This is Section 9.1 of the Arctic Climate Impact Assessment
Lead Author: Harald Loeng; Contributing Authors: Keith Brander, Eddy Carmack, Stanislav Denisenko, Ken Drinkwater, Bogi Hansen, Kit Kovacs, Pat Livingston, Fiona McLaughlin, Egil Sakshaug; Consulting Authors: Richard Bellerby, Howard Browman,Tore Furevik, Jacqueline M. Grebmeier, Eystein Jansen, Steingrimur Jónsson, Lis Lindal Jørgensen, Svend-Aage Malmberg, Svein Østerhus, Geir Ottersen, Koji Shimada
Approximately two-thirds of the area addressed by the Arctic Climate Impact Assessment is ocean. This includes the Arctic Ocean and its adjacent shelf seas, as well as the Nordic Seas, the Labrador Sea, and the Bering Sea. These are very important areas from a climate change perspective since processes occurring in the Arctic affect the rate of deep-water formation in the convective regions of the North Atlantic, thereby influencing the global ocean circulation. Also, climate models consistently show the Arctic to be one of the most sensitive regions to climate change.
Many arctic life forms, including humans, are directly or indirectly dependent on productivity from the sea. Several physical factors combine to make arctic marine systems unique including: a very high proportion of continental shelves and shallow water; a dramatic seasonality and overall low level of sunlight; extremely low water temperatures; presence of extensive areas of multi-year and seasonal sea-ice cover; and a strong influence from freshwater, coming from rivers and ice melt. Such factors represent harsh conditions for many types of marine life. In geological terms, the arctic fauna is young; recent glaciations resulted in major losses in biodiversity, and recolonization has been slow owing to the extreme environmental conditions and low productivity of the arctic system. This has resulted in arctic ecosystems, in a global sense, being considered "simple". They largely comprise specialist species that have been able to adapt to the extreme conditions, and overall species diversity is low. The large seasonal pulse of summer production in the Arctic, which occurs during the period of 24 hours light, is particularly pronounced near the ice edge and in shallow seas such as the Barents and Bering Seas.This attracts seasonal migrants that travel long distances to take advantage of the arctic summers and then return south to overwinter.
This assessment has also considered the effects of changes in ultraviolet (UV) radiation. However, although UV-B radiation can result in negative impacts on marine organisms and populations, it is only one of many environmental factors that can result in the types of mortality typically observed. It is thus important to assess the relative importance, and hence potential impact, of ozone depletion-related increases in solar UV-B radiation on arctic marine ecosystems.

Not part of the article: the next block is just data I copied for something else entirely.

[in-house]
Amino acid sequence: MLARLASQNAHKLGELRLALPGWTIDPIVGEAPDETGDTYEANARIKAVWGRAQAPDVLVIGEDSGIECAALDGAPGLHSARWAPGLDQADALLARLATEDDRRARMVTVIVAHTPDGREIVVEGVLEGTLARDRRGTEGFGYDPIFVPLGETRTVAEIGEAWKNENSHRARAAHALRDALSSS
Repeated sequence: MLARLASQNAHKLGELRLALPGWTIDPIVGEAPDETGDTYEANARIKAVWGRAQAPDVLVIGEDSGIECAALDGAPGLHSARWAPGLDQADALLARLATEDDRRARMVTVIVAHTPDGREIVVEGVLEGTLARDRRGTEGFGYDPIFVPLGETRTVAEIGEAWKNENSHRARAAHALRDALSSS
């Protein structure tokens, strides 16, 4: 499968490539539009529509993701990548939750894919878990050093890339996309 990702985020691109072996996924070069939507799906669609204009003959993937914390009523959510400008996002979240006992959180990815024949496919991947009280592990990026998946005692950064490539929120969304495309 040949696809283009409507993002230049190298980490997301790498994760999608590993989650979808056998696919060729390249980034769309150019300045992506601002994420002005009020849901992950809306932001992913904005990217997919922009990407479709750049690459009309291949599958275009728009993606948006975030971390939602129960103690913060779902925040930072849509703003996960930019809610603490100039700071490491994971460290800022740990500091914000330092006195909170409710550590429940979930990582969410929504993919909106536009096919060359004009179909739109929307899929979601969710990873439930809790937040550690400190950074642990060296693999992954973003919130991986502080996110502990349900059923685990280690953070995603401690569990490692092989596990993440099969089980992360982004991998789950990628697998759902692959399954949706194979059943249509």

The Arctic Ocean has not been considered a significant sink for carbon. This is because its extensive sea-ice cover constrains atmosphere–ocean exchange, and because levels of biological production under multi-year sea ice were believed low. Under warmer climate conditions, however, the amount of carbon sequestered by the Arctic Ocean may increase significantly. In addition, the Arctic’s role as a source of carbon (methane and carbon dioxide, CH4 and CO2 respectively) is poorly understood owing to frozen reserves in permafrost and gas hydrate layers.
This chapter addresses physical features and processes related to marine climate and their impact on the marine ecosystem. Climate change scenarios for the ocean are very uncertain as most models focus mainly on changes in the atmosphere. Such models are not definitive about changes to ocean circulation, deep-water formation, or the fate of major ocean fronts. Therefore, the conclusions drawn in this chapter regarding likely changes in the marine ecosystem are based on scenarios determined from the projected changes in the atmosphere coupled with the present understanding of how atmospheric forcing influences the ocean, as well as the output from a few ocean models.
Chapter 9: Marine Systems
9.2. Physical oceanography
9.2.1. General features
9.2.2. Sea ice
9.2.3. Ocean processes of climatic importance
9.2.4. Variability in hydrographic properties and currents
9.2.5. Anticipated changes in physical conditions
9.3.1. General description of the Arctic biota community
9.3.2. Physical factors mediating ecological change
9.3.3. Past variability – interannual to decadal
9.3.4. Future change – processes and impacts on biota
9.4. Effects of changes in ultraviolet radiation
9.5. The carbon cycle and climate change
9.6. Key findings
9.7. Gaps in knowledge and research needs